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Some Important Features Of Sri Ramchandra's Raja Yoga


I may today present before you some of the important features of our system known as Natural Path, or the Natural Path of Realisation. The system runs along simplest and most natural lines which are easily adjustable to the ordinary routine of a worldly life. It admits none of the methods of rigid austerity, penance, or physical mortification undertaken with a view to effect the strangulation of the mind and the Indriyas. The ideology of Natural Path is so plain that often for this very reason it is not so well understood by people who are under the impression that Realisation is the most difficult job which requires persistent labour for lives and ages. It may however be difficult to those who proceed on, loaded with their own confused conceptions of Reality, and adopt complicated means for their achievement. As a matter of fact Reality, which one aspires for, is so simple that its very simplicity has become a veil to it. A simple thing can be achieved by simple means alone. Therefore, for the realisation of the simple, it is only the simplest means that can ensure success. It is quite easy to pick up a needle from the ground by means of your fingers, but if you apply a crane for the purpose, it may well nigh be impossible. Exactly the same is the case with Realisation. The confusing methods and complicated means advised for the Realisation of the simplest do not therefore serve the purpose. Rather, they keep one entangled in his self-created complexities all the life. As a matter of fact Realisation is neither a game of contest with the nerves and muscles, nor a physical pursuit involving austerity, penance or mortification. It is only the transformation of the inner being to its real nature. That is what Natural Path takes into account, ignoring all misplaced superfluities connected with it.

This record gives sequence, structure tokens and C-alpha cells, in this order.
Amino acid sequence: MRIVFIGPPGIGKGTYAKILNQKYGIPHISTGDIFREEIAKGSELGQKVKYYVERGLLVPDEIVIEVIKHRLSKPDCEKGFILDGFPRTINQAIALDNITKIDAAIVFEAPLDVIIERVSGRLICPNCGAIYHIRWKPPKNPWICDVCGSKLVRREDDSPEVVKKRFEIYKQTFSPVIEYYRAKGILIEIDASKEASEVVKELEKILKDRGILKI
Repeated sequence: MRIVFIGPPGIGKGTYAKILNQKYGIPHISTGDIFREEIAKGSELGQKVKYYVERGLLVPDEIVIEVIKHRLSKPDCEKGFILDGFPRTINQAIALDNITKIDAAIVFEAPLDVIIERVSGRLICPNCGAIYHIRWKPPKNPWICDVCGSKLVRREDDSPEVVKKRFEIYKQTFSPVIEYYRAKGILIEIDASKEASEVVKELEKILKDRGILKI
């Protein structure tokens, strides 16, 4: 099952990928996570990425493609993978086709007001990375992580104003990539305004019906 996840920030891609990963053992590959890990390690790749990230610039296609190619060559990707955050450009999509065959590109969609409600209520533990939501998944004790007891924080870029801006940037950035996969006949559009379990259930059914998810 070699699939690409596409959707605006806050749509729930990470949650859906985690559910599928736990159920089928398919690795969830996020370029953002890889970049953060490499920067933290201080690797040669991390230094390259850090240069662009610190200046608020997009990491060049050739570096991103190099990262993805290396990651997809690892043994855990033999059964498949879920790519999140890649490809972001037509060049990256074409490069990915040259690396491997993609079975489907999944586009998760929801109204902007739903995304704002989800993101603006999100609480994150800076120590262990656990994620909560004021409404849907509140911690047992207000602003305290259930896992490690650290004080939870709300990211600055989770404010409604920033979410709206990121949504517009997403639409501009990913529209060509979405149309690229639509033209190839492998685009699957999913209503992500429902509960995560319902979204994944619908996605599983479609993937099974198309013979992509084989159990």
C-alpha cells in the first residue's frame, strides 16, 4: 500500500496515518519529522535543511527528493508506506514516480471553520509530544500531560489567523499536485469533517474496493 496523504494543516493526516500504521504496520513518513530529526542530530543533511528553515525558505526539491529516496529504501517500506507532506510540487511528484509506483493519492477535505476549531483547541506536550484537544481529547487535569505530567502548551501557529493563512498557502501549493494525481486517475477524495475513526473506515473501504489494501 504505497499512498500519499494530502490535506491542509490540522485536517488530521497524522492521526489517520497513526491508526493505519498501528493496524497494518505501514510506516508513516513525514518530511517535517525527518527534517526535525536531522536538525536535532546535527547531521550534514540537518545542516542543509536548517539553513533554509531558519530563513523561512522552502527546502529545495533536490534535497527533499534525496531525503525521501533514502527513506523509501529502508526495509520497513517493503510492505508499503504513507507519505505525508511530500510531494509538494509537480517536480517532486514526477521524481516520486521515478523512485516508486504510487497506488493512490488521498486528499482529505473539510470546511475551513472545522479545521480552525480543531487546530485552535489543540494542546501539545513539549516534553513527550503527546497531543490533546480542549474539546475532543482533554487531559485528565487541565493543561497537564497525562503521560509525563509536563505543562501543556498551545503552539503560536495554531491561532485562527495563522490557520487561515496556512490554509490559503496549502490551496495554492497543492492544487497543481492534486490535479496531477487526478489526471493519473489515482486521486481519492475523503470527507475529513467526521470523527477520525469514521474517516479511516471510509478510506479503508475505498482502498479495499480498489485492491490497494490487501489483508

The practices advised under the system are not merely formal and mechanical, related with the closing of eyes for meditation. They have a definite object, a purpose and an end. There are two aspects of it, the one being the abhyas, and the second the Master's support through Pranahuti or Yogic Transmission which accelerates the abhyasi's progress by removing complexities and obstructions on his path. Under the old ways of practice, it was the abhyasi who had to struggle hard for removing his impediments and obstructions while the Guru's job ended with prescribing for him certain mechanical practices for the purpose. It is, however, not so in Natural Path where much of the responsibility in this respect rests upon the Master who removes impediments and clears off complexities from the abhyasi's mind by applying his own power through Yogic Transmission or Pranahuti. This age old system of Yogic Transmission has ever been the very basis of Raja Yoga but during the later period it had almost been lost to the Hindus who were the real originators of it. It is now due to the marvelous efforts of my Master, Samarth Guru Mahatma Ramchandraji Maharaj of Fatehgarh, that this long forgotten system has been revived and brought to light. Under this process the Master, by the application of his internal powers, awakens and accelerates the dormant forces in the abhyasi to action, and diverts the flow of the Divine Current towards his heart. The only thing for the abhyasi to do is to connect himself with the power of the Master, whose mind and senses are all thoroughly disciplined and regulated. In that case the Master's power begins to flow into the abhyasi's heart, regulating the tendencies of his mind also. But, this does not refer to the old orthodox view about Gurudom. In our Mission we take it in the form of common brotherhood with a spirit of service and sacrifice.